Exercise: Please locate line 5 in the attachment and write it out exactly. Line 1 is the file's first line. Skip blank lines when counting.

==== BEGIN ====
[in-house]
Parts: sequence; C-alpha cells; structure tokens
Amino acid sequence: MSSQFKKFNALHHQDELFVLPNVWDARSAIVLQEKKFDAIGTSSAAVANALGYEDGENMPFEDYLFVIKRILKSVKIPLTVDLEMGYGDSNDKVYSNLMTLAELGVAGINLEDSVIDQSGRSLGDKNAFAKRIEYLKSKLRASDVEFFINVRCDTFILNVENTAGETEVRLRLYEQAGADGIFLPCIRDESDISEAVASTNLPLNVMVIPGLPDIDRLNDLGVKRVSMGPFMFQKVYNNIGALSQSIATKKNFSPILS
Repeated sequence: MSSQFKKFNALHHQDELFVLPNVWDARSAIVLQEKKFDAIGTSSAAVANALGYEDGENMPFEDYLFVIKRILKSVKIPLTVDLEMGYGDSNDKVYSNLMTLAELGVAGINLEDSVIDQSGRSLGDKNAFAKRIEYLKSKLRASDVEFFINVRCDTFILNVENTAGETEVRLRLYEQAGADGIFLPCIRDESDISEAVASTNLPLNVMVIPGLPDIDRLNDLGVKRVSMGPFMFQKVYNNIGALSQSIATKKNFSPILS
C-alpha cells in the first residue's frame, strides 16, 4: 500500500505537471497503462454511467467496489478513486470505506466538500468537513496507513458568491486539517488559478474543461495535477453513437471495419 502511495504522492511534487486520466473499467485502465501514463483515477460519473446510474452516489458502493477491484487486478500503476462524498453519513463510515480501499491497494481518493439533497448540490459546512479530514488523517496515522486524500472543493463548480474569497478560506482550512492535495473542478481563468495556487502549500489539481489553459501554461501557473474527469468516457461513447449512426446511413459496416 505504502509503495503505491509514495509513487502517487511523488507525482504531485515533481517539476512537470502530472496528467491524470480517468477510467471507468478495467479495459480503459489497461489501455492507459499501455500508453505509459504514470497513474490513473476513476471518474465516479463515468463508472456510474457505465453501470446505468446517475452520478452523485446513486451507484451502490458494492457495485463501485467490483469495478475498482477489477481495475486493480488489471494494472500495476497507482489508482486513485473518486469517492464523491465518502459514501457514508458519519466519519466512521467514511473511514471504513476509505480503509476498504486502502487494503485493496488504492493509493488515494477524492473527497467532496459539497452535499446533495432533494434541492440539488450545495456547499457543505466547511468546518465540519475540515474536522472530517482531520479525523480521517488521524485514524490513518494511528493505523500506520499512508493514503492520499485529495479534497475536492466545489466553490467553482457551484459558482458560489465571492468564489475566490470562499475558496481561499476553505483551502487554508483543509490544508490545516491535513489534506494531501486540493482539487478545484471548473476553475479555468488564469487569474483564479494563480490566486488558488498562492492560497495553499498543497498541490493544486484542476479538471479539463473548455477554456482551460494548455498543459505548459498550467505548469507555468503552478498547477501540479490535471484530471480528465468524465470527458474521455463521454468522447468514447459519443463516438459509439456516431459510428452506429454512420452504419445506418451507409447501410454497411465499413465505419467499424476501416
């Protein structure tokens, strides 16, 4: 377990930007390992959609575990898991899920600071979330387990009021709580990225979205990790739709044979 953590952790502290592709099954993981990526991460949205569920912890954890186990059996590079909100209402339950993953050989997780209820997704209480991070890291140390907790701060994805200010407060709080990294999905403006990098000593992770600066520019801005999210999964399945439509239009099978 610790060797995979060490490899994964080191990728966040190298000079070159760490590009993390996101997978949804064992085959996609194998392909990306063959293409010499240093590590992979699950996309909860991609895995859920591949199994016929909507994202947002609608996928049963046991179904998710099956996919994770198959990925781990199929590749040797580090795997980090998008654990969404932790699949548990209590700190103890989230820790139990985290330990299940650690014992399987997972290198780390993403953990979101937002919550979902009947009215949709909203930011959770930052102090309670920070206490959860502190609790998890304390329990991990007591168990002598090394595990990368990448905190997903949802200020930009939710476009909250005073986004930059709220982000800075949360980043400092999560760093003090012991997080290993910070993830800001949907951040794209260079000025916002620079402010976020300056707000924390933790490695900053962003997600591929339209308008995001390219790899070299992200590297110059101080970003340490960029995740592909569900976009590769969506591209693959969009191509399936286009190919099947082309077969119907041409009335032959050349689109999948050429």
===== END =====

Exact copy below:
C-alpha cells in the first residue's frame, strides 16, 4: 500500500505537471497503462454511467467496489478513486470505506466538500468537513496507513458568491486539517488559478474543461495535477453513437471495419 502511495504522492511534487486520466473499467485502465501514463483515477460519473446510474452516489458502493477491484487486478500503476462524498453519513463510515480501499491497494481518493439533497448540490459546512479530514488523517496515522486524500472543493463548480474569497478560506482550512492535495473542478481563468495556487502549500489539481489553459501554461501557473474527469468516457461513447449512426446511413459496416 505504502509503495503505491509514495509513487502517487511523488507525482504531485515533481517539476512537470502530472496528467491524470480517468477510467471507468478495467479495459480503459489497461489501455492507459499501455500508453505509459504514470497513474490513473476513476471518474465516479463515468463508472456510474457505465453501470446505468446517475452520478452523485446513486451507484451502490458494492457495485463501485467490483469495478475498482477489477481495475486493480488489471494494472500495476497507482489508482486513485473518486469517492464523491465518502459514501457514508458519519466519519466512521467514511473511514471504513476509505480503509476498504486502502487494503485493496488504492493509493488515494477524492473527497467532496459539497452535499446533495432533494434541492440539488450545495456547499457543505466547511468546518465540519475540515474536522472530517482531520479525523480521517488521524485514524490513518494511528493505523500506520499512508493514503492520499485529495479534497475536492466545489466553490467553482457551484459558482458560489465571492468564489475566490470562499475558496481561499476553505483551502487554508483543509490544508490545516491535513489534506494531501486540493482539487478545484471548473476553475479555468488564469487569474483564479494563480490566486488558488498562492492560497495553499498543497498541490493544486484542476479538471479539463473548455477554456482551460494548455498543459505548459498550467505548469507555468503552478498547477501540479490535471484530471480528465468524465470527458474521455463521454468522447468514447459519443463516438459509439456516431459510428452506429454512420452504419445506418451507409447501410454497411465499413465505419467499424476501416